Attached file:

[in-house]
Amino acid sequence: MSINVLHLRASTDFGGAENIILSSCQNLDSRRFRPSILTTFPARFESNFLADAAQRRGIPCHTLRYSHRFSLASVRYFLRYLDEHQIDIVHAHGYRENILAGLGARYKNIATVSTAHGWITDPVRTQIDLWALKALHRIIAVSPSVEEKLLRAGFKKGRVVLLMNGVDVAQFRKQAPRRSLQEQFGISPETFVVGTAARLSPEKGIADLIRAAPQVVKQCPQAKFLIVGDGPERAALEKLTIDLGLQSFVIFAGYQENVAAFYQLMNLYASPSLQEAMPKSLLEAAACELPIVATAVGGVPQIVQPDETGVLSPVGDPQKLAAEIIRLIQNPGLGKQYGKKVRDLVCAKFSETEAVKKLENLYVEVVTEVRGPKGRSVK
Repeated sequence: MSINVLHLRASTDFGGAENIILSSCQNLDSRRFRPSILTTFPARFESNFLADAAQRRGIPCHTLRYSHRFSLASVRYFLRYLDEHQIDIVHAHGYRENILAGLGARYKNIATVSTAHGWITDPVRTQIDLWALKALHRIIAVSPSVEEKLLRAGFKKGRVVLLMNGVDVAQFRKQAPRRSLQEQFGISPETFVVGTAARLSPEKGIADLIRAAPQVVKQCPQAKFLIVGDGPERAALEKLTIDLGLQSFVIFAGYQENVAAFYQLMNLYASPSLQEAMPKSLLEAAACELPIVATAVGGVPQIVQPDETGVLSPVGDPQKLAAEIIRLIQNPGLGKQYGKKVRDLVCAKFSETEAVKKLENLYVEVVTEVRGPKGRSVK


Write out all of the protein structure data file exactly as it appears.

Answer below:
[in-house]
Amino acid sequence: MSINVLHLRASTDFGGAENIILSSCQNLDSRRFRPSILTTFPARFESNFLADAAQRRGIPCHTLRYSHRFSLASVRYFLRYLDEHQIDIVHAHGYRENILAGLGARYKNIATVSTAHGWITDPVRTQIDLWALKALHRIIAVSPSVEEKLLRAGFKKGRVVLLMNGVDVAQFRKQAPRRSLQEQFGISPETFVVGTAARLSPEKGIADLIRAAPQVVKQCPQAKFLIVGDGPERAALEKLTIDLGLQSFVIFAGYQENVAAFYQLMNLYASPSLQEAMPKSLLEAAACELPIVATAVGGVPQIVQPDETGVLSPVGDPQKLAAEIIRLIQNPGLGKQYGKKVRDLVCAKFSETEAVKKLENLYVEVVTEVRGPKGRSVK
Repeated sequence: MSINVLHLRASTDFGGAENIILSSCQNLDSRRFRPSILTTFPARFESNFLADAAQRRGIPCHTLRYSHRFSLASVRYFLRYLDEHQIDIVHAHGYRENILAGLGARYKNIATVSTAHGWITDPVRTQIDLWALKALHRIIAVSPSVEEKLLRAGFKKGRVVLLMNGVDVAQFRKQAPRRSLQEQFGISPETFVVGTAARLSPEKGIADLIRAAPQVVKQCPQAKFLIVGDGPERAALEKLTIDLGLQSFVIFAGYQENVAAFYQLMNLYASPSLQEAMPKSLLEAAACELPIVATAVGGVPQIVQPDETGVLSPVGDPQKLAAEIIRLIQNPGLGKQYGKKVRDLVCAKFSETEAVKKLENLYVEVVTEVRGPKGRSVK